Robbie Ray in Triple-A

May 3, 2014

In a surprise (and oft-criticized) offseason move, the Detroit Tigers traded Doug Fister to the Washington Nationals. Robbie Ray was considered the prize of the deal, although many evaluators thought him to be a minimal return at best.

Dave Dombrowski, however, sees things differently. In a recent interview with ESPN’s Buster Olney, Dombrowski stated that he believes Ray is a No. 3 starter with the chance to be more, and he was surprised that other clubs didn’t seem to value Ray as highly as the Tigers did. Although Dombrowski also said that Ray needs more refinement in Triple-A, he nonetheless is giving the 23-year-old lefty a spot start next Tuesday against the Houston Astros.

As a member of the Washington Nationals organization, Ray struck out plenty of batters (8.9 career K/9) from Low-A to Double-A. The Tigers decided that Ray was ready for Triple-A, and thus started him at that level to begin the 2014 season. In five starts and a one-inning relief appearance, Ray owns an impressive stat line (albeit with a drastically lower K/9): 29.1 IP, 5 ER, 21 K, 5 BB, 1 HR, .255 BAA.

What stands out most about Ray’s Triple-A numbers is his newfound control. Ray owns a career BB/9 of 3.79, which has been lowered thanks to his 1.53 ratio thus far in Triple-A Toledo. He’s not striking out batters like he has in the past (6.44 K/9 in 2014), instead pitching to contact even in two-strike counts. It’s likely that the control aspect was one of the areas that the Tigers wanted Ray to refine, and he has more than responded.

But what will that mean for Ray once he faces major league hitters?

While I agree with Dombrowski that Ray could be a No. 3 starter, I don’t agree that he could be anything more. Rather, I think Ray will be hard-pressed to be even a No. 4 starter at the major league level.

Why? First and foremost, despite what his Low-A, High-A and Double-A numbers might suggest, Ray lacks an effective, consistent put-away pitch. Most of his strikeouts this year have come on fastballs up in the zone. His curveball (or slurve; sometimes it looks more like a slider) is mostly a waste pitch. He doesn’t command it well, struggles to throw it for strikes, and most hitters are able to take it for a ball or foul it off in two-strike counts.

His changeup is still a work-in-progress, although it sometimes flashes plus potential. It gets more swingthroughs than his curveball does, and I think he will eventually be able to use the pitch to put hitters away once he develops more consistency and confidence.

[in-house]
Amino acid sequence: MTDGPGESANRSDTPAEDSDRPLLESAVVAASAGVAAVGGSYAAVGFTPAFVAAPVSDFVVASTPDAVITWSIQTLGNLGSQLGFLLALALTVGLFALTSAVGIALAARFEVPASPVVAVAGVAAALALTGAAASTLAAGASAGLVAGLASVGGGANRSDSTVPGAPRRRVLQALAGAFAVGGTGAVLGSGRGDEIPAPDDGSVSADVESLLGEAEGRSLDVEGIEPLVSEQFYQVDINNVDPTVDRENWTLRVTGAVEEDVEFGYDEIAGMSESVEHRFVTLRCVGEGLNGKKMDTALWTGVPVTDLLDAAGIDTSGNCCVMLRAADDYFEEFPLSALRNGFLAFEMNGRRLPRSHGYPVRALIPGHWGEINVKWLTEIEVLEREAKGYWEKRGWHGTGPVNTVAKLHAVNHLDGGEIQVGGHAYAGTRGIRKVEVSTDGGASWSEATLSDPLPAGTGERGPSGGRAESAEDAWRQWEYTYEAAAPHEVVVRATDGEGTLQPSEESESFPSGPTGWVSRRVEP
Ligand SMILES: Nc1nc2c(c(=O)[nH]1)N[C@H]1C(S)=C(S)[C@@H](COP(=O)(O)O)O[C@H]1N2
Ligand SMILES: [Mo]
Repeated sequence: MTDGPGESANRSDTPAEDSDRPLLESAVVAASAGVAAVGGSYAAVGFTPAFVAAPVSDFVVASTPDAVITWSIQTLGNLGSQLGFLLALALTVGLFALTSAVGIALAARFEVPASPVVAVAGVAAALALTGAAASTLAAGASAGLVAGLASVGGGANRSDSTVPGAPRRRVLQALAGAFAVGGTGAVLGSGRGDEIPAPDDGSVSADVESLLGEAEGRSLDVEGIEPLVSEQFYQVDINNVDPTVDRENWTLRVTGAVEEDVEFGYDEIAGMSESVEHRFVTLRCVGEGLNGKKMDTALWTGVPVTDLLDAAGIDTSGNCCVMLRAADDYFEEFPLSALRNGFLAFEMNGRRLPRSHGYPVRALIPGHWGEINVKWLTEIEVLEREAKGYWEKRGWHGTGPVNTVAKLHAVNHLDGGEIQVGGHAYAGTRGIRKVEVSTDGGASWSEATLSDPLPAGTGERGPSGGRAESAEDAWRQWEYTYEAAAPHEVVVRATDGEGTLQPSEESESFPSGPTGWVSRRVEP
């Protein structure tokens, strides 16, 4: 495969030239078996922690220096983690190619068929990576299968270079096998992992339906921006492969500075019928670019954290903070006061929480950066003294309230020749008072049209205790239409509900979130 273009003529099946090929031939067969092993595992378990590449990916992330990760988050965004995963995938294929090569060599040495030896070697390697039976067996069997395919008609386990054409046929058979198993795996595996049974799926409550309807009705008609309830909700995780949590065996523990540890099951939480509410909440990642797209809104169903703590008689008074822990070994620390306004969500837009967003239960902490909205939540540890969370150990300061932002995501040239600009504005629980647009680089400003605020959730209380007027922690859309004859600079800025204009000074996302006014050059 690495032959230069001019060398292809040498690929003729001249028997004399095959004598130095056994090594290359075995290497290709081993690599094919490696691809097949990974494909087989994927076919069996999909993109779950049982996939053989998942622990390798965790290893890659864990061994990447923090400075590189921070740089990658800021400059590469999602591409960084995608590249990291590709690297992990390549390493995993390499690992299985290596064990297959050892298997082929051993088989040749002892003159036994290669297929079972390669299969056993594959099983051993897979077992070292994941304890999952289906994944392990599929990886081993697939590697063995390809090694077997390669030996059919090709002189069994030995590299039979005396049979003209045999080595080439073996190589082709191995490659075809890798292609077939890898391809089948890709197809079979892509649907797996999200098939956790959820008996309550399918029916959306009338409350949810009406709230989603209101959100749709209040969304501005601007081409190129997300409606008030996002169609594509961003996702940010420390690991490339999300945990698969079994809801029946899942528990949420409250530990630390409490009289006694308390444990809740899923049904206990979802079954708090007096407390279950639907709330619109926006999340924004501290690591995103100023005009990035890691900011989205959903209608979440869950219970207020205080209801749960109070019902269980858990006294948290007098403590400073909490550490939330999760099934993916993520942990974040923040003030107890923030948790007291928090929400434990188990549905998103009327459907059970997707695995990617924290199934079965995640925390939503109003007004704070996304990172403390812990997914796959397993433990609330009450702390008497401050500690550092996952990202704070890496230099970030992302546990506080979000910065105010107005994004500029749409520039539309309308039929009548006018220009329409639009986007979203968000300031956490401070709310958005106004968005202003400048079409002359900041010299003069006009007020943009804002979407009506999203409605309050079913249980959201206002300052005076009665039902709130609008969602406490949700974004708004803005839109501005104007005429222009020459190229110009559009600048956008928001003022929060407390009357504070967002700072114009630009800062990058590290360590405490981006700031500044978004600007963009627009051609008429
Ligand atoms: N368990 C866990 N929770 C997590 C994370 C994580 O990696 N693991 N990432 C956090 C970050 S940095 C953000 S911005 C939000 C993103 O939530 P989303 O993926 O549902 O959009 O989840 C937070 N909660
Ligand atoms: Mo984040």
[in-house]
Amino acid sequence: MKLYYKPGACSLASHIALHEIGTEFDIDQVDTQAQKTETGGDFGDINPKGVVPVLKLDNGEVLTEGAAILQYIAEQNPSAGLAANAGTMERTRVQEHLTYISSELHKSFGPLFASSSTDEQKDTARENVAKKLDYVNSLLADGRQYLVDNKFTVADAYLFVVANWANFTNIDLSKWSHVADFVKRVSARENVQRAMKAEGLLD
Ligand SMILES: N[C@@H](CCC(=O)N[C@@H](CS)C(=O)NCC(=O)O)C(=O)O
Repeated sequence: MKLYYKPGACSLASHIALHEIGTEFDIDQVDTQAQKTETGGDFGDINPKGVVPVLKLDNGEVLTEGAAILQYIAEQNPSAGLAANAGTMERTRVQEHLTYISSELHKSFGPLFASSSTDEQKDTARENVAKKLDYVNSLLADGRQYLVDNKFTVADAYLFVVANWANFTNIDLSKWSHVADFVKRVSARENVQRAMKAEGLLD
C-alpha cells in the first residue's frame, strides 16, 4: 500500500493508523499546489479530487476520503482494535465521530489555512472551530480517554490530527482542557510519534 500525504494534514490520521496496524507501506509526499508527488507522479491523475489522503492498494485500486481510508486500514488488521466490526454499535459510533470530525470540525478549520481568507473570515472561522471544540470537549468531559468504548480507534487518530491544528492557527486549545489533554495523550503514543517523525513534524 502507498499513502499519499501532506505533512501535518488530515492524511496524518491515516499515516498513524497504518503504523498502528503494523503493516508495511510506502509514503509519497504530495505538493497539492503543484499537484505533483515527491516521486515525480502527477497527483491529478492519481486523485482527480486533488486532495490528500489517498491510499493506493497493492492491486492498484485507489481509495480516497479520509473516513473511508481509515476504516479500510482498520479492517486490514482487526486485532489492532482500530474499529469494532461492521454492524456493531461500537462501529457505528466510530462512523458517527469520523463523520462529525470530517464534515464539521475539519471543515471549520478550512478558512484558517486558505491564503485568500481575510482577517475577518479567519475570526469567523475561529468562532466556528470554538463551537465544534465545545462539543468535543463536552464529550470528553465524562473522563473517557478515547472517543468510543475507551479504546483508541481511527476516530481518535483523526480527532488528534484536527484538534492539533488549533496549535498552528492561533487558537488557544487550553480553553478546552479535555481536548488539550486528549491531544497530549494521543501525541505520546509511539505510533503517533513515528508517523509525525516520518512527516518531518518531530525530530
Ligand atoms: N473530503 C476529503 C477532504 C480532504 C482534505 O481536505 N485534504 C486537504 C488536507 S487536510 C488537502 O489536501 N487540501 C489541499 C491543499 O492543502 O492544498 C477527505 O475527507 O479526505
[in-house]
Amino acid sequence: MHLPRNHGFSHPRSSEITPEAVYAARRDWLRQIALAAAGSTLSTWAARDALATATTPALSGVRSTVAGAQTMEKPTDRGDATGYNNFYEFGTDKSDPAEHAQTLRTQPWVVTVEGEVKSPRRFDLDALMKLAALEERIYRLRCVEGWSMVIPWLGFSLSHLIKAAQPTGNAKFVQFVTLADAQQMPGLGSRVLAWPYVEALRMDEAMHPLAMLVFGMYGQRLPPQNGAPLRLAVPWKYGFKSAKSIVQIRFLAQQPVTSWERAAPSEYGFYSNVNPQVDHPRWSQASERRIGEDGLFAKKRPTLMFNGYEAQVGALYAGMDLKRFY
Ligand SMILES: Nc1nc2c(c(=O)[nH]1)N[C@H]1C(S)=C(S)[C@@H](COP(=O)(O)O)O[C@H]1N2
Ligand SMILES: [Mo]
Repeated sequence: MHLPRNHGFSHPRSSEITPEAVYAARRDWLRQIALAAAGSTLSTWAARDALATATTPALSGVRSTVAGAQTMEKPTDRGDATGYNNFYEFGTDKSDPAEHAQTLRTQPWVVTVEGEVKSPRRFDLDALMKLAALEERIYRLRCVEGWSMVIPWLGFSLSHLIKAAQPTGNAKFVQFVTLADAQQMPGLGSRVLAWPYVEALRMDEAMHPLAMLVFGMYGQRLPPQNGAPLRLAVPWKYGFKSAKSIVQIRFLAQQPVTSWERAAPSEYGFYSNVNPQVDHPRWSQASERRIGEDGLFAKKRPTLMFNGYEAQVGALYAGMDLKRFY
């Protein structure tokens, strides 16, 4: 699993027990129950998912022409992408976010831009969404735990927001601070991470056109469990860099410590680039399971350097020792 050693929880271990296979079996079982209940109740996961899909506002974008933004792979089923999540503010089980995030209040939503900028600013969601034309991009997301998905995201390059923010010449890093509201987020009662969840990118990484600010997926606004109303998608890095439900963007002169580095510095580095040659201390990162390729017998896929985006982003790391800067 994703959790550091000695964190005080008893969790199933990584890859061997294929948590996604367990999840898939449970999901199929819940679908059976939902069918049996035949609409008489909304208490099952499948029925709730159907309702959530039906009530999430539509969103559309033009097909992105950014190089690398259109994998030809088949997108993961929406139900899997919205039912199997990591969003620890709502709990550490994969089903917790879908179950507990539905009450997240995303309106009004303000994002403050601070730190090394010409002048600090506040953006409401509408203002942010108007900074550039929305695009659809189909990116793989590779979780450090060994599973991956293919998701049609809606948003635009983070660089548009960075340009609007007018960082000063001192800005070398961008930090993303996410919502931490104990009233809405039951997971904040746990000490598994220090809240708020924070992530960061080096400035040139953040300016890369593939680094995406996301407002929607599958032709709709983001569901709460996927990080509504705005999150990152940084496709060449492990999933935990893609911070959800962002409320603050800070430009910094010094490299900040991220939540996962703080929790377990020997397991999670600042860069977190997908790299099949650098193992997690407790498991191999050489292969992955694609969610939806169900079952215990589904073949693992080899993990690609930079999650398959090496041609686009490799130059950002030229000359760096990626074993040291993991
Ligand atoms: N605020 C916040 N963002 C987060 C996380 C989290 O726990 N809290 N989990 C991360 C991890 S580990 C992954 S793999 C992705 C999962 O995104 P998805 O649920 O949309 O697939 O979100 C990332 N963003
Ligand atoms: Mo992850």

For now, though, he’ll continue to rely on his fastball, which sits 90-94 mph with late cut movement. In two-strike counts, he can hump up to 96 and power it past hitters up in the zone. He also uses it well to jam right handed batters, who either take it for a called strike or fist it to the left side of the infield.

In his most impressive start this season, Ray went 8.1 scoreless innings against Gregory Polanco’s Indianapolis Indians on April 23. In the outing, Ray struck out seven while walking one and yielding only four hits. Still, he was nowhere near dominant. He struggled to get ahead of hitters and took advantage of a generous strike zone. Nothing about the start blew me away. He did however avoid throwing too many hittable pitches in the zone, even though he worked from behind in the count throughout most of the game.

His worst start of the year also came against Indianapolis, this time on April 12. In four innings, Ray allowed three runs on seven hits, walking two and striking out only three. Although his control was not a problem, his command was not there, and that’s been an issue for Ray throughout the early part of the season.

Falling behind hitters and lacking a true put-away pitch, Ray will struggle in the major leagues. He may be able to skate by against the lackluster Houston Astros next Tuesday, but better clubs will have no problem putting runs on the board against the lefty, especially when his command is erratic.

I still like Ray’s future, although his ceiling is not very high. Dombrowski is right; he needs more time in Triple-A, although he has the arsenal to compete as a fifth starter in the major leagues right now. If Ray can continue to keep his walk rate low and turn his offspeed pitches into decent put-away options, he could fill a spot in the Tigers rotation in the second half of this season and become a nice long-term option for the years to come.  

In addition to his work for Project Prospect, Matt blogs about the minor leagues at Follow him on Twitter for minor league updates, commentary and scouting reports: @MattFosterPP